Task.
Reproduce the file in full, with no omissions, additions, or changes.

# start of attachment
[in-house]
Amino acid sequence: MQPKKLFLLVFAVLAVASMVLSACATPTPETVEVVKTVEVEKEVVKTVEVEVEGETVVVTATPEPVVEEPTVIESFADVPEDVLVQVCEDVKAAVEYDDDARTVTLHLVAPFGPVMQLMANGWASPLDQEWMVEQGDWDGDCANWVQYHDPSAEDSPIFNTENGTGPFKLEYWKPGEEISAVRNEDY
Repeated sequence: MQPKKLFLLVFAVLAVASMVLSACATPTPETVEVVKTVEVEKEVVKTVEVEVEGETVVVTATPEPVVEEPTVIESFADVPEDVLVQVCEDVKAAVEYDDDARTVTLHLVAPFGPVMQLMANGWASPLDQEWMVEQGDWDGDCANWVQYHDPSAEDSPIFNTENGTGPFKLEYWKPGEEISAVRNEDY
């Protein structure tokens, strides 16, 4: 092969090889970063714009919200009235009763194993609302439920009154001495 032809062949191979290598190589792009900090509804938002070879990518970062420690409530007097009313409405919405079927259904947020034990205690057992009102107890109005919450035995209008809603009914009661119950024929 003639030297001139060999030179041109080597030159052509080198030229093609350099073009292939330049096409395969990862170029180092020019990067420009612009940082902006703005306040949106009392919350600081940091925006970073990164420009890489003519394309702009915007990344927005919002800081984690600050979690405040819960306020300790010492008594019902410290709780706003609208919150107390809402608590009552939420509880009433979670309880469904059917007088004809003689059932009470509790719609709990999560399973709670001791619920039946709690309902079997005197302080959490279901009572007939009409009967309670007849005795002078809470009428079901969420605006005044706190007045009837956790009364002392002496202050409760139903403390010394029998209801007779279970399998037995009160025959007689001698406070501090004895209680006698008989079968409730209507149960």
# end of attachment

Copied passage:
[in-house]
Amino acid sequence: MQPKKLFLLVFAVLAVASMVLSACATPTPETVEVVKTVEVEKEVVKTVEVEVEGETVVVTATPEPVVEEPTVIESFADVPEDVLVQVCEDVKAAVEYDDDARTVTLHLVAPFGPVMQLMANGWASPLDQEWMVEQGDWDGDCANWVQYHDPSAEDSPIFNTENGTGPFKLEYWKPGEEISAVRNEDY
Repeated sequence: MQPKKLFLLVFAVLAVASMVLSACATPTPETVEVVKTVEVEKEVVKTVEVEVEGETVVVTATPEPVVEEPTVIESFADVPEDVLVQVCEDVKAAVEYDDDARTVTLHLVAPFGPVMQLMANGWASPLDQEWMVEQGDWDGDCANWVQYHDPSAEDSPIFNTENGTGPFKLEYWKPGEEISAVRNEDY
């Protein structure tokens, strides 16, 4: 092969090889970063714009919200009235009763194993609302439920009154001495 032809062949191979290598190589792009900090509804938002070879990518970062420690409530007097009313409405919405079927259904947020034990205690057992009102107890109005919450035995209008809603009914009661119950024929 003639030297001139060999030179041109080597030159052509080198030229093609350099073009292939330049096409395969990862170029180092020019990067420009612009940082902006703005306040949106009392919350600081940091925006970073990164420009890489003519394309702009915007990344927005919002800081984690600050979690405040819960306020300790010492008594019902410290709780706003609208919150107390809402608590009552939420509880009433979670309880469904059917007088004809003689059932009470509790719609709990999560399973709670001791619920039946709690309902079997005197302080959490279901009572007939009409009967309670007849005795002078809470009428079901969420605006005044706190007045009837956790009364002392002496202050409760139903403390010394029998209801007779279970399998037995009160025959007689001698406070501090004895209680006698008989079968409730209507149960």